A valued follower of our prolific blog has requested for “a rundown on the mesenteric adenitis in children.” So here it is.
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- Ultrasound Connection
by Stephanie J. Doniger MD RDMS FAAP FACEP
Abdominal pain is one of the most frequent presenting complaints of children to the emergency department. Mesenteric adenitis, or lymphadenitis is commonly encountered when evaluating a child presenting with acute abdominal pain. Mesenteric adenitis, represents the inflammation of abdominal lymph nodes, and may be present in the ileo-cecal and/or para-aortic regions. The most common location is in the right lower quadrant (Vayner, 2003). The peak incidence is 10 years of age. There are varying etiologies, but most commonly due to Yersinia, Staphylococcus, Salmonella, Streptococcus, and various mycobacteria and viruses. Enlarged abdominal lymph nodes have also been found in children with recurrent abdominal pain and acute gastroenteritis.
There is some disagreement in the radiology literature regarding the sonographic criteria for the diagnosis of mesenteric adenitis. While asymptomatic children may have the presence of enlarged abdominal lymph nodes, they are generally 5mm or less. Those with acute abdominal pain due to mesenteric adenitis, have the presence of lymph nodes greater than 10 mm (Simanovsky, 2007).
The high-frequency (5-10 MHz), linear transducer is utilized. The technique is the same as for the evaluation for appendicitis. Start at the point of maximal tenderness, or at McBurney’s point, in the right lower quadrant. Look for the landmarks of the psoas muscle and the adjacent iliac vessels. The appendix generally should lie on top of the psoas muscle, but may be located medially, laterally, or retro-cecally. Use the graded compression technique for better visualization. It may be helpful to utilize color Doppler to distinguish lymph nodes from blood vessels. Suspected lymph nodes should be measured in two dimensions: the short-axis and the long-axis.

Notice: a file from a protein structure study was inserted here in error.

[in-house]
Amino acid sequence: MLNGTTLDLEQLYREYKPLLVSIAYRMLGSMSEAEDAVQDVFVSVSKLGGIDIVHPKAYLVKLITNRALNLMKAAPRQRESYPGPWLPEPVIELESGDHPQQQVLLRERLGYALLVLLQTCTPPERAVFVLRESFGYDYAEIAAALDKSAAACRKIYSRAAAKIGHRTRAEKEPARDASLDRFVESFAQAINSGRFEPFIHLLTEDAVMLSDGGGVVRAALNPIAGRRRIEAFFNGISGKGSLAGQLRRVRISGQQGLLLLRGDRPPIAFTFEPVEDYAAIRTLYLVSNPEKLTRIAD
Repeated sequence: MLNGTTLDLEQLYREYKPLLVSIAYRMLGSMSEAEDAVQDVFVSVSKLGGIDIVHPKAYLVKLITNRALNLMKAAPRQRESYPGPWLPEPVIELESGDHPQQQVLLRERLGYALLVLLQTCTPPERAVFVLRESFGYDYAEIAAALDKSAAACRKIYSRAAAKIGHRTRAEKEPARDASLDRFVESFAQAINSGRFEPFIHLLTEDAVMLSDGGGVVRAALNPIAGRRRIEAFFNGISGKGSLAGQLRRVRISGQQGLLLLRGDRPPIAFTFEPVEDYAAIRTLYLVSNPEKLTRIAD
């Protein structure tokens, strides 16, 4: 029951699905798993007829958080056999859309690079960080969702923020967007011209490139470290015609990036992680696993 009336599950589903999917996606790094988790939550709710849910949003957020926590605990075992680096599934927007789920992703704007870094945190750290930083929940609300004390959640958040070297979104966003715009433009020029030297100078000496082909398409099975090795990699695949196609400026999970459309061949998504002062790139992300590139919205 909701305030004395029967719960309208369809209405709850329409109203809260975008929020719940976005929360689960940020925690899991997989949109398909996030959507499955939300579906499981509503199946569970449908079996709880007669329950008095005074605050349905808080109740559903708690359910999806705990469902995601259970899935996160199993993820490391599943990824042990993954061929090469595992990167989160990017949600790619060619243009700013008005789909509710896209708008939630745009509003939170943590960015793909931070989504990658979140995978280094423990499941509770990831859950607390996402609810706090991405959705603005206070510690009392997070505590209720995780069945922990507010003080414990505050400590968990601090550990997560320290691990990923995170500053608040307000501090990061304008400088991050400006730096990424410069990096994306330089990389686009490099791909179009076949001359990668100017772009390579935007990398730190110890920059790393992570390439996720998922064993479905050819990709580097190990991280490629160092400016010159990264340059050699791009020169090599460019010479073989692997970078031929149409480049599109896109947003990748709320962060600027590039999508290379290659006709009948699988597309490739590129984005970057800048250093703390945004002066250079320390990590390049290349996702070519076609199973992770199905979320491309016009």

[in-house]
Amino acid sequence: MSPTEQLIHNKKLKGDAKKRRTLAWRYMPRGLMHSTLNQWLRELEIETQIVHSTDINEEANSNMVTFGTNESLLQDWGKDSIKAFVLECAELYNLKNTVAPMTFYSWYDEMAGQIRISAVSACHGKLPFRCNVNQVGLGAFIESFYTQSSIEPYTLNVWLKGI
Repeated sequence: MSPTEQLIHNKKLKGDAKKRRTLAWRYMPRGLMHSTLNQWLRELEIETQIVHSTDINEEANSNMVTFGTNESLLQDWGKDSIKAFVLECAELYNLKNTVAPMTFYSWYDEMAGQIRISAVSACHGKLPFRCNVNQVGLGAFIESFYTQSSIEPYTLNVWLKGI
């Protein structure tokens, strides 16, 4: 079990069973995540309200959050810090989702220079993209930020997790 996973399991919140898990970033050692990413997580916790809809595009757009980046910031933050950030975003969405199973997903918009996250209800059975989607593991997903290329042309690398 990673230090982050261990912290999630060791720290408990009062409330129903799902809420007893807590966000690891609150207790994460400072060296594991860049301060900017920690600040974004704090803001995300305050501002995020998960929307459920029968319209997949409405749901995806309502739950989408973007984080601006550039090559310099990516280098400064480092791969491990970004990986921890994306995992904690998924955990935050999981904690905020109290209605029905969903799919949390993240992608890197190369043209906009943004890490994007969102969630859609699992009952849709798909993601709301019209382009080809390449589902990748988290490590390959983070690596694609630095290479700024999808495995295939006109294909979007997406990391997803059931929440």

Look for evidence of appendicitis: a tubular, non-compressible structure measuring greater than 6 mm. Lymph nodes are also non-compressible, but elliptical or circular in shape. The often appear hypoechoic but have consistent and symmetric echotexture throughout the structure (in contrast to an abscess). In the radiology literature, lymph nodes measured in their short-axis of greater than 5 mm is the criteria for the sonographic diagnosis of mesenteric adenitis. Once study (Simanovsky, 2007) suggested that lymph nodes with measurements greater than 10 mm should be diagnostic for mesenteric adenitis, since they found many asymptomatic children with lymph nodes measuring 5 mm.
Children often present with acute abdominal pain. Mesenteric adenitis can mimic acute appendicitis, ovarian torsion, intussusception, and other causes of an acute abdomen. Often ultrasound examinations are performed in order to assess for the presence of these etiologies, especially for appendicitis. Mesenteric lymphadenitis is often found, and may be an alternative cause of right lower quadrant pain. When a normal appendix is visualized in addition to enlarged lymph nodes, one can confidently diagnose mesenteric adenitis as the etiology of a child’s acute abdominal pain. Children may briefly need pain control or fluid hydration during the acute process. But ultimately, this is a benign, self-limiting condition that does not require medical or surgical intervention.
Macari, M., Hines, J., Balthazar, E., et al. Mesenteric adenitis: CT diagnosis of primary versus secondary causes, incidence, and clinical significance in pediatric and adult patients. Am J Roentgenol 2002; 178(4): 853-858.
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Schupp, C.J., Klingmuller, V., Strauch, K., et al. Typical signs of acute appendicitis in ultrasonography mimicked by other diseases? Pediatr Surg Int 2010; 26: 697-702.
Simanovsky, N., Hiller, N. Importance of sonographic detection of enlarged abdominal lymph nodes in children. J Ultrasound Med 2007; 26: 581-584.
Vayner, N., Coret, A., Polliack, G., et al. Mesenteric lymphadenopathy in children examined by US for chronic and/or recurrent abdominal pain. Pediatr Radiol 2003; 33: 864-867.
Watanabe, M., Ishii, E., Hayashida, Y., et al. Evaluation of abdominal lymphadenopathy in children by ultrasonography. Pediatr Radiol 1997; 27(11): 860-864.